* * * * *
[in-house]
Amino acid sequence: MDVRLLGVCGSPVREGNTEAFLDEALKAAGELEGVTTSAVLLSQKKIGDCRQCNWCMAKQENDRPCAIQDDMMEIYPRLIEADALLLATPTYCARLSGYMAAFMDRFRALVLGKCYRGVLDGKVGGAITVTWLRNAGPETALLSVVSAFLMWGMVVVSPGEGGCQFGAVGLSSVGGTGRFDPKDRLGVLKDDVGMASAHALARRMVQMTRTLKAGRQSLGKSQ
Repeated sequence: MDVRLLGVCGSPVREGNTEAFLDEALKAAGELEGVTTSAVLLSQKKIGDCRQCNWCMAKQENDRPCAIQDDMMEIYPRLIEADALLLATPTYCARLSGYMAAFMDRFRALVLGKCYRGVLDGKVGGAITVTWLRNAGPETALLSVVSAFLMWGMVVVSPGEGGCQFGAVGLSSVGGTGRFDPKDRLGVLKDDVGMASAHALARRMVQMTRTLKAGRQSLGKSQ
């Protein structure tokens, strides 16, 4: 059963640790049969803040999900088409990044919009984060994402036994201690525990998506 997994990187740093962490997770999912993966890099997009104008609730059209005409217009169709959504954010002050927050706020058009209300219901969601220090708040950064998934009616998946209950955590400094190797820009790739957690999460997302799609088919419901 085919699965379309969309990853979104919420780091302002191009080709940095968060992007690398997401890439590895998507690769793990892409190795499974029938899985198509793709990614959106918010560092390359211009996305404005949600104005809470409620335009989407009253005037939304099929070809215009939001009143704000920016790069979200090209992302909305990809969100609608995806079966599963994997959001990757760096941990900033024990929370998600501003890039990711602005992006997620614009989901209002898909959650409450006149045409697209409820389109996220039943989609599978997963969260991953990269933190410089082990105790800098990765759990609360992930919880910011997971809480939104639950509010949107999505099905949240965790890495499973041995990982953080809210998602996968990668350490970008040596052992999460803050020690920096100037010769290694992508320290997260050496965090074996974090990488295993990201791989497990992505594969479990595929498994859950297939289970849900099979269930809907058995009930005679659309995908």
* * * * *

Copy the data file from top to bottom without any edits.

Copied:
[in-house]
Amino acid sequence: MDVRLLGVCGSPVREGNTEAFLDEALKAAGELEGVTTSAVLLSQKKIGDCRQCNWCMAKQENDRPCAIQDDMMEIYPRLIEADALLLATPTYCARLSGYMAAFMDRFRALVLGKCYRGVLDGKVGGAITVTWLRNAGPETALLSVVSAFLMWGMVVVSPGEGGCQFGAVGLSSVGGTGRFDPKDRLGVLKDDVGMASAHALARRMVQMTRTLKAGRQSLGKSQ
Repeated sequence: MDVRLLGVCGSPVREGNTEAFLDEALKAAGELEGVTTSAVLLSQKKIGDCRQCNWCMAKQENDRPCAIQDDMMEIYPRLIEADALLLATPTYCARLSGYMAAFMDRFRALVLGKCYRGVLDGKVGGAITVTWLRNAGPETALLSVVSAFLMWGMVVVSPGEGGCQFGAVGLSSVGGTGRFDPKDRLGVLKDDVGMASAHALARRMVQMTRTLKAGRQSLGKSQ
């Protein structure tokens, strides 16, 4: 059963640790049969803040999900088409990044919009984060994402036994201690525990998506 997994990187740093962490997770999912993966890099997009104008609730059209005409217009169709959504954010002050927050706020058009209300219901969601220090708040950064998934009616998946209950955590400094190797820009790739957690999460997302799609088919419901 085919699965379309969309990853979104919420780091302002191009080709940095968060992007690398997401890439590895998507690769793990892409190795499974029938899985198509793709990614959106918010560092390359211009996305404005949600104005809470409620335009989407009253005037939304099929070809215009939001009143704000920016790069979200090209992302909305990809969100609608995806079966599963994997959001990757760096941990900033024990929370998600501003890039990711602005992006997620614009989901209002898909959650409450006149045409697209409820389109996220039943989609599978997963969260991953990269933190410089082990105790800098990765759990609360992930919880910011997971809480939104639950509010949107999505099905949240965790890495499973041995990982953080809210998602996968990668350490970008040596052992999460803050020690920096100037010769290694992508320290997260050496965090074996974090990488295993990201791989497990992505594969479990595929498994859950297939289970849900099979269930809907058995009930005679659309995908």